Altered respiratory function is associated with increased metabolic risk, independently of adiposity, fitness and physical activity.
Diabetic medicine : a journal of the British Diabetic Association 2009 ; 26: 362-9.
PubMed ID : 19388965
PMCID : 0
Reduced lung function is associated with an adverse metabolic risk profile, even after adjusting for body fatness. However, previous observations may have been confounded by aerobic fitness and physical activity. This study aimed to examine the association between lung function and both metabolic risk and insulin resistance in a cohort of White British adults with a family history of Type 2 diabetes, and to explore the extent to which these associations are independent of body fatness, aerobic fitness (VO(2max)) and objectively measured physical activity.
Adults (n = 320, mean age 40.4 +/- 6.0 years) underwent measurement of physical activity energy expenditure (PAEE), spirometry [forced expiratory volume in 1 s (FEV(1))] and forced vital capacity (FVC), aerobic fitness (predicted VO(2max)), and anthropometric and metabolic status at baseline and again after 1 year (n = 257) in the ProActive trial. Clustered metabolic risk was calculated by summing standardized values for triglycerides, fasting insulin, fasting glucose, blood pressure and the inverse of high-density lipoprotein-cholesterol. A cross-sectional analysis using linear regression with repeated measures was performed.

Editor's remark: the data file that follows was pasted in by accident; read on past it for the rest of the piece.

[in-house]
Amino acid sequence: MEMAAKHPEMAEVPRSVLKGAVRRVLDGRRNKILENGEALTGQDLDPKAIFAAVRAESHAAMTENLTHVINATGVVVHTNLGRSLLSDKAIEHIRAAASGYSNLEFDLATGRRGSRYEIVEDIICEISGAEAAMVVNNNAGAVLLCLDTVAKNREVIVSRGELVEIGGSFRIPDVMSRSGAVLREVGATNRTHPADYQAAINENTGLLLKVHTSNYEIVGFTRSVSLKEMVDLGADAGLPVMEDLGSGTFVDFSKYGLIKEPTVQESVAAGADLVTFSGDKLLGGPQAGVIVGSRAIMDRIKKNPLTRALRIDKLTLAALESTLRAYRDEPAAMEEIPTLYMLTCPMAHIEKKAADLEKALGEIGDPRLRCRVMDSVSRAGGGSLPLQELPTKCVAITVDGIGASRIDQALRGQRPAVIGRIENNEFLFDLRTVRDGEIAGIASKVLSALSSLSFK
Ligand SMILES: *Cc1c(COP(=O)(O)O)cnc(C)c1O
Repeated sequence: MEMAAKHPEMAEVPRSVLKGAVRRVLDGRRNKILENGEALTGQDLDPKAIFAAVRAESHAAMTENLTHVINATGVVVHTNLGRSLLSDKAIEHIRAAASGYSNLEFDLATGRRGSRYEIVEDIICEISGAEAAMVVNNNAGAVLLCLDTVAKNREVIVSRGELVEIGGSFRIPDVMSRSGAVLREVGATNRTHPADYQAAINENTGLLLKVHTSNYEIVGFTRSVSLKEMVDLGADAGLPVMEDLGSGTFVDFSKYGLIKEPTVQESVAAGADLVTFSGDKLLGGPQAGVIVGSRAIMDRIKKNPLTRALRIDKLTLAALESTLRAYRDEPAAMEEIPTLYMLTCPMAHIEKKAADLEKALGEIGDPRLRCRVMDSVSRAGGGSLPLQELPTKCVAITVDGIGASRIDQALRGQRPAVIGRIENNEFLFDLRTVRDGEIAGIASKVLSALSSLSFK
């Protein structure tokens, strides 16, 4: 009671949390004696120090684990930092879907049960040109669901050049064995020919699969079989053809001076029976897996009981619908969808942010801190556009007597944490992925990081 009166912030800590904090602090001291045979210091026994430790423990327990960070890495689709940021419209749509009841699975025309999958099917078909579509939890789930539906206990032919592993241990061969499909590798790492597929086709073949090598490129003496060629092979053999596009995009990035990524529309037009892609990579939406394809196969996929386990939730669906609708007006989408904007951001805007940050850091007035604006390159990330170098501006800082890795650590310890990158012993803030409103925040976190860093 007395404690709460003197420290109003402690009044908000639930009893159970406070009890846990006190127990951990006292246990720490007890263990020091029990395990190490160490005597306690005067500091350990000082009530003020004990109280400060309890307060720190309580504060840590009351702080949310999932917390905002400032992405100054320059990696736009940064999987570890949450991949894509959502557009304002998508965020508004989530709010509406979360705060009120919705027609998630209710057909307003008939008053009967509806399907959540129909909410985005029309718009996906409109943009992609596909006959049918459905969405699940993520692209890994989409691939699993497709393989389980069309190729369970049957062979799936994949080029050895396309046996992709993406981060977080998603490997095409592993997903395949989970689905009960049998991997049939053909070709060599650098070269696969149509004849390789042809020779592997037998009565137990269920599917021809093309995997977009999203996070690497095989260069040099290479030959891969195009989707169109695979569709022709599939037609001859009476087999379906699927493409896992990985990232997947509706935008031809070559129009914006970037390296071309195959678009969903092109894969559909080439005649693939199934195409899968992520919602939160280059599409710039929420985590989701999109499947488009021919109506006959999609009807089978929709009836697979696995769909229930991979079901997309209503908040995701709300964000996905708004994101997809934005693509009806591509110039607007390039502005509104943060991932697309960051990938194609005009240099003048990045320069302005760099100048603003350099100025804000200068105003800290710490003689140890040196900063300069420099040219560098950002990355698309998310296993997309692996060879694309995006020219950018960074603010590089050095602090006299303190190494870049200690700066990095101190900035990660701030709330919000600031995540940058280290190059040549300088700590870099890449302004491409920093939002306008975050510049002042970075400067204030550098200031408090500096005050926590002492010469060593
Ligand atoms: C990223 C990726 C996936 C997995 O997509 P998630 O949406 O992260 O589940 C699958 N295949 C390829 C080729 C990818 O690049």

Both FEV(1) and FVC were inversely and statistically significantly associated with metabolic risk and insulin resistance after adjusting for age, sex, smoking status, height, PAEE and fitness. The associations with metabolic risk remained significant after adjusting for measures of body fatness, but those with insulin resistance did not.
Reduced lung function was associated with increased metabolic risk in this cohort of carefully characterized at-risk individuals. This association was independent of overall and central body fatness, objectively measured physical activity and aerobic fitness.